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  • Nat55

    thanks for sharing your observations, and honesty.

  • Nat55

    sadly, that’s a real ‘jump to conclusion’ reply…. it was a  xenophobic attack – the women were attacked by non-muslims who didn’t like them wearing a headscarf…   

  • Nat55

    Oh my… and from your blatant hate-filled, ugly reply judith, you have now shed light on the subject of why some muslims seem to hate Westerners… Well done.

    Not.

  • pearson

    Western women are not “repressed” oppressed of discriminated against. 
    They are self indulgent, advantaged and spoilt beyond measure. ”I wear micro mini-skirts because I am comfortable”, (tugs at skirt in stupid gesture to conceal underwear) ”officer those two men are staring at me, please arrest the ugly one.”

  • pearson

    Women dress to compete with or impress other women. Not men. 

  • DaiWales

    LordJustin,
    you (high handedly) treat JB’s thoughful article to …
    ” An incredible exercise in intellectual deception (or self-deception?)”

    and then proceed to come out with some questionable ideas about women’s alleged jealousies …….. 
           
                 er ….  who’s indulging in self-deception ???  

    If I were your missus I’d give you something to be jealous
    about !

  • DaiWales

     ”And then you write this still garbage” 
    EnoughAlready,  most of what you have posted has little to do with the article as written by JB, niquabs and bikinis …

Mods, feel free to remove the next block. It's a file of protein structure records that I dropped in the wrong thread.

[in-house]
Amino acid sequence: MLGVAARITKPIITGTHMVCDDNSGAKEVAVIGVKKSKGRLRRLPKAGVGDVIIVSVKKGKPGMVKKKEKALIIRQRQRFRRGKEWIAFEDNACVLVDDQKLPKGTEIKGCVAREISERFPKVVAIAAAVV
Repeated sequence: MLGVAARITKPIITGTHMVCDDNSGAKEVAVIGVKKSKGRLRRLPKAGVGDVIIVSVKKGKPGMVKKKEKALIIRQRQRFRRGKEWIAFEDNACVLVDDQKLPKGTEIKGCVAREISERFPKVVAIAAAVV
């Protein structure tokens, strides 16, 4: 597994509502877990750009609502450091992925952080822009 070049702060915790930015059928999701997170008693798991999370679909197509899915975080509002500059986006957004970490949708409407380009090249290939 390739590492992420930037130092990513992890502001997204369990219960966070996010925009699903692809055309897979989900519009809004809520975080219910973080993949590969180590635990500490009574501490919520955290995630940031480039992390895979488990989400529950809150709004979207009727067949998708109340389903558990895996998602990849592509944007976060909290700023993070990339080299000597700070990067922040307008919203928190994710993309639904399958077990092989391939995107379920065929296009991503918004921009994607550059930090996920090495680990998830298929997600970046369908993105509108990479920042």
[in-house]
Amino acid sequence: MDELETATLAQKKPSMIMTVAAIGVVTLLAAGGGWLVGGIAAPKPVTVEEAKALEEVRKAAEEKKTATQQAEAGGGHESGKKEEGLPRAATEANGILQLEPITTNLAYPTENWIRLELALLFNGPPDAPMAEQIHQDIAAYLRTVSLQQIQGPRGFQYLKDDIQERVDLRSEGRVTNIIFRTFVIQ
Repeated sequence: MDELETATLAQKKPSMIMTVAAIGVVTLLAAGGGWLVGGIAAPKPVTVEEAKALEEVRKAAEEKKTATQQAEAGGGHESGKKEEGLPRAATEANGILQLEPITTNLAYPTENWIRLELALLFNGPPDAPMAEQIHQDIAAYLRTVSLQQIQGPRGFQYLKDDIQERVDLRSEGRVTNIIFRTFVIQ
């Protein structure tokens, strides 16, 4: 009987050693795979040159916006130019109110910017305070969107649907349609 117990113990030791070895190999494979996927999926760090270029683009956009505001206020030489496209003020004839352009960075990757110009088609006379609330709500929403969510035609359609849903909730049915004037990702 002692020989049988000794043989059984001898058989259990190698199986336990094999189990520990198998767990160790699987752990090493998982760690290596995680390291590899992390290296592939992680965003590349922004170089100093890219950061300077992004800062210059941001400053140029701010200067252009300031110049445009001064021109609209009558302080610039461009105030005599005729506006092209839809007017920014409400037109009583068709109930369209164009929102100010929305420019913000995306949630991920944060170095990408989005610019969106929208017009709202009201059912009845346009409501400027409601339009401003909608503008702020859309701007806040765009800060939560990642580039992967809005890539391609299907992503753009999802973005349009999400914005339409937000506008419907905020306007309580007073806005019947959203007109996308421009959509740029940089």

• LordJustin

    And your point is…?

  • DaiWales

    I am sorry ……………..

    I didn’t realise you were a Troll.

  • LordJustin

    I’m not clear what you mean by “troll”.  Do you mean someone who has a different view than the orthodoxy you believe should dominate these columns?  When I was growing up, we called that sort of thinking independent – ooh, and this paper’s called the Independent, what a coincidence!

    BTW, my point was that your comment was incoherent and appeared to be no more than: “I don’t agree with you, I can’t explain why, but I don’t think you should have the right to express your view, and someone should assault you to curtail your right of free speech”.  

    I thought surely DaiWales isn’t just an ignorant thug who believes in beating people up if s/he disagrees with them.  Therefore, I asked you to clarify what you meant. But you just confirmed my fears by adding further insults.  Oh well, you know what they say about casting pearls before swine…